Live from DMA06: Sir Richard Branson Dishes on Virgin’s Brands, Goals

Oct 17, 2006 6:31 PM  By

San Francisco—Known for pushing the norm on how business should be done, Sir Richard Branson, chairman of the Virgin Group of Companies, quickly admitted to DMA06 attendees during his keynote address Monday morning that there’s “no doubt we’ve done things a little differently.” Now with 200 companies in 30 countries across five continents spanning everything from a record label to an airline to mobile phones, Branson said Virgin is still doing unexpected things despite the business’s large size.

In 1970, two years after launching Virgin, Branson started selling records by mail order using a small leaflet; he opened a store in London the following year. Major recording artists such as the Sex Pistols, Boy George, and Phil Collins signed to Virgin Records over the next 10 years, and by 1983, Branson’s company had extended its reach to film distribution, games, and property development.

Branson’s big gamble was in 1984 when Virgin Atlantic Airways and Virgin Cargo were founded. He told attendees of Virgin’s first flight, shortly before the company’s official launch, when he was stranded in the U.S. Virgin Islands after his flight to Puerto Rico was cancelled. Otherwise grounded, Branson charted a plane for $2,000, sold one-way tickets to other passengers for $39, filled the flight, made a profit, and took off with the idea of launching Virgin Airways.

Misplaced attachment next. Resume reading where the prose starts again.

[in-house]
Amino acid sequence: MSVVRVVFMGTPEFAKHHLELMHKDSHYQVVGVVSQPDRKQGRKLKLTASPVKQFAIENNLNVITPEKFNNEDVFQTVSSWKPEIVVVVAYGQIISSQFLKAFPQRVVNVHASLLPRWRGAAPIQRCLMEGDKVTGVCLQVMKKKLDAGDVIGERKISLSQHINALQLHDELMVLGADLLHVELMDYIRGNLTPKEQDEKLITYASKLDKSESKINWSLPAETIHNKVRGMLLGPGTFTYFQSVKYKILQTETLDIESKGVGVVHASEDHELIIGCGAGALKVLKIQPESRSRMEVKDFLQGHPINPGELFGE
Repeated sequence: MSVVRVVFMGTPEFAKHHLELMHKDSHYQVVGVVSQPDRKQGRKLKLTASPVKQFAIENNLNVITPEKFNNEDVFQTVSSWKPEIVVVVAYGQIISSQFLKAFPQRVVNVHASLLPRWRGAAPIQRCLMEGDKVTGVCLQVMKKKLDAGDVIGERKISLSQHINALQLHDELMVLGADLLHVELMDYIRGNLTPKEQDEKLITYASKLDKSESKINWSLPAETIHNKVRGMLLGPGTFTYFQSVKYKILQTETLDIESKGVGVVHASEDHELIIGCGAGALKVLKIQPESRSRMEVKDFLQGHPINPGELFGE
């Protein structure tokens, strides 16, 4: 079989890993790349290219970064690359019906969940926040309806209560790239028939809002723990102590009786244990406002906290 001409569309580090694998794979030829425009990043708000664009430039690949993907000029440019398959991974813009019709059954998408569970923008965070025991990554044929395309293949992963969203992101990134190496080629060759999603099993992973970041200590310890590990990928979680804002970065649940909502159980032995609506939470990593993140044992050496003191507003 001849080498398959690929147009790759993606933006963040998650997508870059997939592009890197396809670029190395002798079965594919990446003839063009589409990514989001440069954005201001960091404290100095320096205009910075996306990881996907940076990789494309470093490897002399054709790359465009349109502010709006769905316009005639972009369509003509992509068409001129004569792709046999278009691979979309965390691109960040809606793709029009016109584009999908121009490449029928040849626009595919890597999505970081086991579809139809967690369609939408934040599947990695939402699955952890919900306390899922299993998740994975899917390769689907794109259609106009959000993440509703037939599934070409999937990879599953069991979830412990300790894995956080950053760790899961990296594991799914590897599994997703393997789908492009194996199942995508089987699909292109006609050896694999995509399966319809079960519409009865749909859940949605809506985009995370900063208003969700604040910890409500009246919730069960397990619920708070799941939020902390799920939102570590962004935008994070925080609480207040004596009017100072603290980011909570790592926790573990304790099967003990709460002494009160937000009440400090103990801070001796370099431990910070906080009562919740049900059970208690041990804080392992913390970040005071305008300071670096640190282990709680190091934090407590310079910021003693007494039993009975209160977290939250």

When the airline made its first trans-Atlantic flight from Newark, NJ, to London in 1984, critics said the company was “too old to rock and roll and too young to fly,” but Branson smirked during his presentation that Virgin Atlantic ultimately proved profitable.

The bulk of Branson’s speech was devoted to his passion for environmentally safe business practices, such as energy-efficient planes like the one Virgin created and that now sits in the Smithsonian Museum in Washington. He also spoke of using a business’s profits to make a difference in the world rather than sitting in a bank account. “There’s no point in going into business unless you aim to make a difference,” Branson said.

One way Virgin Atlantic is doing that is by collecting foreign change from passengers disembarking planes and donating it to children’s charities. The donations total hundreds of British pounds each year, and other airlines have adopted similar programs.

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